Music is a powerful tool in the healing process and many studies have shown that music can be used to ease symptoms, provide access to otherwise unreachable emotional states, revivify neurological avenues that have been frozen, and bring people back to earlier, lost events or states of being. Music can help people to regain a sense of self-worth and even a connection with their spirituality. For those with physical impairments, music has been proven to increase motivation for exercise and improve the quality of that exercise.
Music Therapy has been around for thousands of years and it was one of the first tools of psychotherapy in Western culture. In the 1800s, it was found that people who made music were able to express their emotions and even use it to heal. Today, research has shown that music can be used to help people with a wide variety of conditions and illnesses such as cancer, stroke, traumatic brain injury, dementia, depression, autism, and pain.
In a receptive form of music therapy, the music therapist plays or sings with the client while they listen to the music and the vibrations that are created by the sound. The music therapist can also play or sing with the client and improvise with them by using the music as inspiration for movement. These improvisations can be simple such as tapping the toes or can involve singing together.
A more active form of music therapy uses musical activities to help people with specific motor skills. This method can be particularly useful for children with cerebral palsy (CP) who are often not motivated to participate in physiotherapy sessions. One study by Bean and Oldfield showed that a combination of vocal and instrumental improvisation with specific motor goals for a person with CP resulted in improved walking patterns. Going online and visiting therapists’ websites such as www.acealliedhealth.com will give you more information about how this goal can be met.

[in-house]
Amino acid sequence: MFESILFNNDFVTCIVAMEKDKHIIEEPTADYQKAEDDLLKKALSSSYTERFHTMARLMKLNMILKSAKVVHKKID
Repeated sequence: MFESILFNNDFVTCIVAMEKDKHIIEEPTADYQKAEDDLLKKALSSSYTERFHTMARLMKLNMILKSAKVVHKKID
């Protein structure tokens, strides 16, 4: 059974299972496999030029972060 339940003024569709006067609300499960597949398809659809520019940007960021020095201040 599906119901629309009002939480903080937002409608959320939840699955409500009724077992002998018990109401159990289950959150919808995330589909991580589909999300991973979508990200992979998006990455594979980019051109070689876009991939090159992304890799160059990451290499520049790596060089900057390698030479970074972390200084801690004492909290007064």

Other studies have shown that people who make their own music are able to engage in their physio Kangaroo Flat activities with greater enjoyment and adherence. For example, when participants were given a choice to choose a song that represented their recovery, a group of clients who sang together and then improvised with each other was able to move faster and better than the control group who did not have this experience.
Military personnel and veterans have also been shown to respond well to the benefits of music in rehabilitation. For instance, marines have been shown to benefit from using music as a way of connecting to family and friends when they are overseas or between bases and as a means of motivation. This is because it can help them to feel a sense of belonging and even self-worth while they are separated from their families. The same has been true for veterans who have PTSD and whose lives have been transformed by music. It can help them reconnect with the world and their feelings of joy, hope, and love through songwriting and improvisation. It can also be a means of expressing themselves and overcoming trauma by allowing them to reclaim their identity through their experiences in the military.